Trương: I think the priority for the casting was that they were non-professional actors. We opened the casting call. It’s a long process. For Ba, the veteran, of course he’s a real veteran, because we needed to find a veteran who really lost one arm, so this cannot be an actor. We had to go to different veteran organizations and disabled organizations, and then luckily we found [Viet Tung Le]. Somehow, he had a talent like an artist to be in front of the camera and behave like himself and he can tell the story his own way. That makes the film convincing and natural. So we were quite lucky to have him because otherwise, it would be tricky because of the requirement of his physical appearance.

But for Nam, [Thanh Hai Pham]’s a friend of a friend of a friend. I came to see his performance, because he’s more of a performance artist than an actor. From his appearance and performance, we see a guy who’s enduring; [who has] a kind of strength inside him without needing to speak. I think that’s a quality I needed to find for Nam. Nam endures something inside him and we feel that strength, that burden, but we cannot explain [it].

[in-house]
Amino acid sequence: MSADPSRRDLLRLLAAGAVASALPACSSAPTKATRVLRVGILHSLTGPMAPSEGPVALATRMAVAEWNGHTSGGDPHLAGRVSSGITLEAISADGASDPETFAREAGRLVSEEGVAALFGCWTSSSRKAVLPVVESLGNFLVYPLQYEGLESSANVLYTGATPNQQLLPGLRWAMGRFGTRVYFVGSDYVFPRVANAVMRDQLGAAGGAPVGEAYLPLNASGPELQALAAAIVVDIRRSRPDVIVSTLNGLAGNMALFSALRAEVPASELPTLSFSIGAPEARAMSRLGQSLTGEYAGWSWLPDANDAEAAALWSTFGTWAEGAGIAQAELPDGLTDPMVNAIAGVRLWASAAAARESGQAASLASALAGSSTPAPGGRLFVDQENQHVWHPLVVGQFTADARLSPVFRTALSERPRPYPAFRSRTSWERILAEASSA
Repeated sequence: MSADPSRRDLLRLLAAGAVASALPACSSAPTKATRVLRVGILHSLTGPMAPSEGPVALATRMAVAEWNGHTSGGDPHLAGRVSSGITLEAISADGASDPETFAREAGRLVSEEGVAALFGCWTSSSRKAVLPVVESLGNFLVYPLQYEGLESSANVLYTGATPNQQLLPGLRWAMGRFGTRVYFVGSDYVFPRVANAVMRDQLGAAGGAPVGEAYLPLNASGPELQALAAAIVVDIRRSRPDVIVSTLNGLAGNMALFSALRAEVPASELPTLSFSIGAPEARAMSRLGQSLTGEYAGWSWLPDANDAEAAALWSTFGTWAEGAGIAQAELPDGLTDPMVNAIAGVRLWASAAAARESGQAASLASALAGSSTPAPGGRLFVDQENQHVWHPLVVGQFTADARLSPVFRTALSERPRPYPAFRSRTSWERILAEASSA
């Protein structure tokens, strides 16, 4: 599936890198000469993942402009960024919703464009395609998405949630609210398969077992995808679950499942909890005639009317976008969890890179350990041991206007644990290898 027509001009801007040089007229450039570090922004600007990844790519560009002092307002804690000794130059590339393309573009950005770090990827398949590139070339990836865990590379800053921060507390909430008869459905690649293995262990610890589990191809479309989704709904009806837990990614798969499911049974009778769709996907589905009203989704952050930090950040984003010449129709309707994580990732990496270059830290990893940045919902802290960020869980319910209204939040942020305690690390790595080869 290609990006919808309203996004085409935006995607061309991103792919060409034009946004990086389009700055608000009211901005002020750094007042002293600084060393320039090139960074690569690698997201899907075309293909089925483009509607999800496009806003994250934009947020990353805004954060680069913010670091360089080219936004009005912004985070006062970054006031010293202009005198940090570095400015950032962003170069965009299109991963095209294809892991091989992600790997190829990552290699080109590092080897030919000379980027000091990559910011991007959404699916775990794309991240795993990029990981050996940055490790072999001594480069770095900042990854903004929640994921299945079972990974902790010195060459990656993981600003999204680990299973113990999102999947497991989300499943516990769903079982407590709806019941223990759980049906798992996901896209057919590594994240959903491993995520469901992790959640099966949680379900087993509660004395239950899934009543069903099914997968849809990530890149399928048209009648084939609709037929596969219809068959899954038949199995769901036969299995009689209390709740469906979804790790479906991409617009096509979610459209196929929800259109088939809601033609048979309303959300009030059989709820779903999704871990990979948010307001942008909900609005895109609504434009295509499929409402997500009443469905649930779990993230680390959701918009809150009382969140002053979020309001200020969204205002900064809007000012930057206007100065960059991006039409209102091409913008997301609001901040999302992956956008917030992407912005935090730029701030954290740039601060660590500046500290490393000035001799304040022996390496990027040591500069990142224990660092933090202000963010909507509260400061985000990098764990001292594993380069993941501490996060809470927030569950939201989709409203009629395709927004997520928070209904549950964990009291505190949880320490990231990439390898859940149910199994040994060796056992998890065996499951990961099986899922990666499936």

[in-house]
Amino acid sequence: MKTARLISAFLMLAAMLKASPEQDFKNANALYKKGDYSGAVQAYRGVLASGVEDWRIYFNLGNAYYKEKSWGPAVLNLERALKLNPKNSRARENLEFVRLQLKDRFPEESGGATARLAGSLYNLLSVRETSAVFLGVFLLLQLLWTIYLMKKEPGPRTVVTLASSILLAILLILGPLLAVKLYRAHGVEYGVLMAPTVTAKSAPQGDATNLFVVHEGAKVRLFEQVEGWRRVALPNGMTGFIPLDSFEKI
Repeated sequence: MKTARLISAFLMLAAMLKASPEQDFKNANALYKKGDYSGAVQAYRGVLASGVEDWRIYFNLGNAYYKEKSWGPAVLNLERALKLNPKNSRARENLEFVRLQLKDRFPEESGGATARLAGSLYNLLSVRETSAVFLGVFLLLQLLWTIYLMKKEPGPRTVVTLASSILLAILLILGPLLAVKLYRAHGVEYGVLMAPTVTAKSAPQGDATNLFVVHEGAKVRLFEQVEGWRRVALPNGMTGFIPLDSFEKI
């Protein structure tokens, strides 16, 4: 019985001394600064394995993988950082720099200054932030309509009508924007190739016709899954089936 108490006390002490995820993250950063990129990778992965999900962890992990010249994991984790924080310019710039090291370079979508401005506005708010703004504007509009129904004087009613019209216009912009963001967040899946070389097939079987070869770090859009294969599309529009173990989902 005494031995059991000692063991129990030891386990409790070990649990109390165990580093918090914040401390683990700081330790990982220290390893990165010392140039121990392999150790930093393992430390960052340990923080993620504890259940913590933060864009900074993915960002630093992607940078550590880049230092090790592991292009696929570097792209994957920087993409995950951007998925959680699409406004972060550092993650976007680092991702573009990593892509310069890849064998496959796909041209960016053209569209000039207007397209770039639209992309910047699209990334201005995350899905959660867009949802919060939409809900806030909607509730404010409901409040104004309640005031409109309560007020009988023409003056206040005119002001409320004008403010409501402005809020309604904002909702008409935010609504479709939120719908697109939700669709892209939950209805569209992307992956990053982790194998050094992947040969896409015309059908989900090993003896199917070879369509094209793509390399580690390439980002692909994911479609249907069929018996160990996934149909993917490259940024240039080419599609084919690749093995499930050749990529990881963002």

For Viêt, [with Duy Bao Dinh Dao], I wanted to find that sense of softness. [He]absorbs other people’s stories, stays behind but is actually the stronger person in a couple, who has the vibe of an elder brother who protects the younger brother. Something like that. This would be an interesting combination between the two. 

To make them different from each other? Hm…it’s actually the contrary. I wanted to make them look the same. [Chuckles] There are a lot of wide shots with the two of them in the frame from a distance. For many in the audience, they’d be confused: Who is who? They don’t know who is who by only watching the shot, because they have quite the same haircut. Most of the time, they are dressed in similar clothes. From afar, they look similar. They are transferable. They are switchable [in] their roles, their personalities. I would like it to be like that to have this mythical feeling, in a way. It looks like they are from the same family, from the same mother and father, the same body. They carry the vibe of a mythical story — of two persons who share everything, [who are] the same, but soon they must face a future of separation. This is the tragedy.